Day 7 Psalm 51
Abba, we come before your throne with thankful hearts, to enemy continues to gloat over the incarceration, breakage, pain, to honour you and to say thank you, Lord, for another day of moil and long suffering of your children. But you have orchestrated grace and mercy. Thank you for your love Father when we this darkness and transformed your daughters from broken women did not love ourselves. We thank you for your faithfulness and strength to endure.
Abba, we ask that you look upon the women of Edna Mahan Correctional Facility and our sisters all over the world; those who are physically, mentally, emotionally and spiritually imprisoned. We ask that you pour your spirit throughout these prison walls like a mighty rushing wind.
Abba, please bind everything that is not of you. We come against spirits of depression, addiction, mental illness, low self-esteem, and break the cycles of abuse over our families in the name of Jesus.
Abba, we ask that you bind anything that prohibits women from being who you called us to be or tries to rob us of our purpose.
Abba, we thank you that all things work together for the good of those who love you and are called according to your purpose. Even imprisonment. You have ensconced us safely throughout the walls of confinement and we thank you. What was meant for our detriment you have turned into development for your children.
Hallelujah! The enemy continues to gloat over the incarceration, breakage, pain, turmoil and long suffering of your children. But you have orchestrated this darkness and transformed your daughters from broken women into powerful women of God.
Just as you called Lazarus from the grave you are resurrecting new doors for your children. You are calling your daughters forth from the rotting graves of imprisonment.
Abba, for those who enter these walls of confinement after us, turn their hearts toward you. Heal them. Forgive their sins. Allow them to seek you first and to find comfort in your Word. As we leave this place, we ask that you go before us and prepare the way. Open the eyes and soften the hearts of society. Allow society to see past the mistakes and bad choices we have made and see us for who we are today … who we are in you, Abba. Let your light shine within us and lead our lives. In Jesus’ name we pray. Amen.
Lucretia J. Stone, SBI# 230269C Edna Mahan Correctional Facility Clinton, New Jersey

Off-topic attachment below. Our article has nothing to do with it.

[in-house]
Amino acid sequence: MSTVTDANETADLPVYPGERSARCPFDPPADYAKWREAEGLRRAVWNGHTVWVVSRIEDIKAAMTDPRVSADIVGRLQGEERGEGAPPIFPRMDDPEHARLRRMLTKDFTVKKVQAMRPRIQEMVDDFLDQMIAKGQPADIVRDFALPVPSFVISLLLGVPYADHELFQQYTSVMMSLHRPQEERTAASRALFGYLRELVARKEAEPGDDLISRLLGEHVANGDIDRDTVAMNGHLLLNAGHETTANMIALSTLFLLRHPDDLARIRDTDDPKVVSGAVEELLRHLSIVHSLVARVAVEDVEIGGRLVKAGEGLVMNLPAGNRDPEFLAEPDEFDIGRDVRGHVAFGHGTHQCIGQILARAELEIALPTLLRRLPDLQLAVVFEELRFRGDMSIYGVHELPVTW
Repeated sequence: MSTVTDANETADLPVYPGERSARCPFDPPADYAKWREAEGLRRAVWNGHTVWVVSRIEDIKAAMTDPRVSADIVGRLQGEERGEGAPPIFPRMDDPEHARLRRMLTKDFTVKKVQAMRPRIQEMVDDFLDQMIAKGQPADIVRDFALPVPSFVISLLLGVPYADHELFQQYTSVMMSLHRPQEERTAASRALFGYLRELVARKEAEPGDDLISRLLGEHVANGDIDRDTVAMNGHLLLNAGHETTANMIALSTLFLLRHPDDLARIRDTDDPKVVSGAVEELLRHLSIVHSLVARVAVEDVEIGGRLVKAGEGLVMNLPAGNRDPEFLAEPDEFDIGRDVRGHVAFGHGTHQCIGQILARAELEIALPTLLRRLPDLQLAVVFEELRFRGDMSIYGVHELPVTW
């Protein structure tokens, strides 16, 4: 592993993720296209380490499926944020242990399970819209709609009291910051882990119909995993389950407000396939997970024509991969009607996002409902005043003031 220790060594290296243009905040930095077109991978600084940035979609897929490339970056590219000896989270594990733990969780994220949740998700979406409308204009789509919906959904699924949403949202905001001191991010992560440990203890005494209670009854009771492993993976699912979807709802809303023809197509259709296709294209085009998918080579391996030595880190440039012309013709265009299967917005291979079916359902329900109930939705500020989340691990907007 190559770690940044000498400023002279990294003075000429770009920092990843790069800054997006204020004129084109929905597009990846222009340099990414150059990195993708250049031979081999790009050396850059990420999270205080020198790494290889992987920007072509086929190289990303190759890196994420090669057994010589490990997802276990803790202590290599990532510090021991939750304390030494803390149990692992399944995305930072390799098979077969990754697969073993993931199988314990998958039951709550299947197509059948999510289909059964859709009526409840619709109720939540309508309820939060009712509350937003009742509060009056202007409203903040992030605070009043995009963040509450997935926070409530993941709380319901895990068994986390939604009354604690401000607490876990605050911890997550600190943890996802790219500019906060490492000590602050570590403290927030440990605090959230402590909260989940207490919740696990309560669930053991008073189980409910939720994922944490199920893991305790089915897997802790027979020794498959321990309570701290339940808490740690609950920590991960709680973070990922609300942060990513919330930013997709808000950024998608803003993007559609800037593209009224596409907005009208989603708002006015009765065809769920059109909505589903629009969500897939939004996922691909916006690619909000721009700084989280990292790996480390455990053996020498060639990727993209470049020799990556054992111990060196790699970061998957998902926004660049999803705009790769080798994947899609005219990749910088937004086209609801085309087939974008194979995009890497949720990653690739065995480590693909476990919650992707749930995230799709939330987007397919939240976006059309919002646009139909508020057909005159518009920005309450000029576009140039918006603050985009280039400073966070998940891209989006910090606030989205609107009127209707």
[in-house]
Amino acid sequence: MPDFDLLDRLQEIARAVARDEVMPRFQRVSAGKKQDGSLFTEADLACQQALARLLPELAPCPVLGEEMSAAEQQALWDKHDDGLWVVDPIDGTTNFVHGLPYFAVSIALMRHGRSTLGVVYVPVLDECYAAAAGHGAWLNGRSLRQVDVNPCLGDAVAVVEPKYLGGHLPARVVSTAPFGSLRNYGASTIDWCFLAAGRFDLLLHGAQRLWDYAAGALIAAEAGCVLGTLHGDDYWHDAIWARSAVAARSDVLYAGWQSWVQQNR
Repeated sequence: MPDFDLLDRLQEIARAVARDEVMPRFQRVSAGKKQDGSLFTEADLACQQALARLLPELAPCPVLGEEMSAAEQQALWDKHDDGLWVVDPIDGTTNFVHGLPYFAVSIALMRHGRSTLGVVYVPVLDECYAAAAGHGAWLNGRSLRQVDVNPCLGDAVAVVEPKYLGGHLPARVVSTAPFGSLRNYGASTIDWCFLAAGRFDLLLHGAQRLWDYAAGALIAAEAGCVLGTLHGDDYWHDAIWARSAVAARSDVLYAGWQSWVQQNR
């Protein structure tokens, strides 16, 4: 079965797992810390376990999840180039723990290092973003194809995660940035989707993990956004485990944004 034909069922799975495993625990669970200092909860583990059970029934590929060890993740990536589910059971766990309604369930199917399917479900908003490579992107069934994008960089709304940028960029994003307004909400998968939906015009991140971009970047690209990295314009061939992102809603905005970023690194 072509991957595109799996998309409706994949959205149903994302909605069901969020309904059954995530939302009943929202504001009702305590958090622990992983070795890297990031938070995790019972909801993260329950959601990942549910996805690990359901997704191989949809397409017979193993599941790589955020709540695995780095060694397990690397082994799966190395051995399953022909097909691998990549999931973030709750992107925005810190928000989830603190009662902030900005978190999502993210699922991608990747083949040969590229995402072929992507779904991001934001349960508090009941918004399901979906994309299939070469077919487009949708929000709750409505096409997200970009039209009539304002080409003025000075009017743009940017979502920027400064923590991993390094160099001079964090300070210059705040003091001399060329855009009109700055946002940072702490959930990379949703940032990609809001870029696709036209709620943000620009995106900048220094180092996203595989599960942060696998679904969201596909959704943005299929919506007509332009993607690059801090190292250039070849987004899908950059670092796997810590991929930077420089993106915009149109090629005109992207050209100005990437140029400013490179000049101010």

Day 8 Colombia: Hebrews 13:1-3
Almighty God, we thank you for your love, for all that you teach us each day, and for the opportunity to collaborate in this project. Lord, we come together to pray for all the imprisoned women of the world. In particular, my petition today is for the approximately 7,500 women who are in prisons throughout Colombia. Continued gender inequalities, armed conflict, domestic violence, and poverty fuel the cycle in which most of these women find themselves — and that ultimately lands them in prison. Merciful God, we ask for your compassion and forgiveness for these women who have to endure unimaginable living conditions, separation from their family, and stigmatization once they are released.
Lord, we ask you to protect the people who work so hard for the benefit of imprisoned women; people such as actress Johana Bahamon, who in 2013 started Fundación Acción Interna, or “Internal Action.” The foundation’s mission is to give imprisoned women a second chance by providing training and assistance during and after incarceration. Lord, let this foundation continue to thrive so that more women receive the help they deserve. Lord, give these women courage to overcome the obstacles that are before them; to find love and acceptance from their families; and to be productive members of society. Amen.
Luz Escobar, Sergeant (R) Retired Passaic County Prosecutor’s Office Paterson, New Jersey
Day 9 Croatia: 1 Thessalonians 5:19-22
Heavenly Father, at this hour I pray for the incarcerated women of Croatia. Break the spirit of anti-intellectualism in our churches that prevents so many capable women from seeing the needs of incarcerated women.
And break the spirit of fear and self-loathing in incarcerated women who have learned that they are never good enough. Let them know how valuable they are to you and show them your mercy. They need to be set free to see their talent and use their gifts. Grant them mentors who will walk alongside them for as long as needed, people who will recognise their gifts.
Father, please break the spirit of confusion that is watered and nourished by anti-intellectualism, indifference, carelessness, fear, and insecurity. Women succumbing to that false spirit are an easy prey to all kinds of charlatans and false teachers.
Fill our women with your Holy Spirit so that they can be strong and dedicated to you and to your Word. Help them find joy and their purpose.
Help us all to step up and see women in their struggles, both their needs that are evident and those that are hidden. Help us all to step up and work alongside you in bringing good news to these circumstances.
In the end, Father, I pray that you will aid and encourage those hard-working women who work alongside you. Often, they go unnoticed and invisible in small churches and unpopular settings — without pay or public recognition.
Please, Father, hug these lonely warriors and let them see a glimpse of your glory that their work brings to the world. Amen.
Dr. Ksenija Magda Assistant Professor of Biblical Theology University of Zagreb’s Centre for Protestant Theology Former President of Baptist World Alliance Women (2015-2020) Baptist Church Zagreb Center Zagreb, Croatia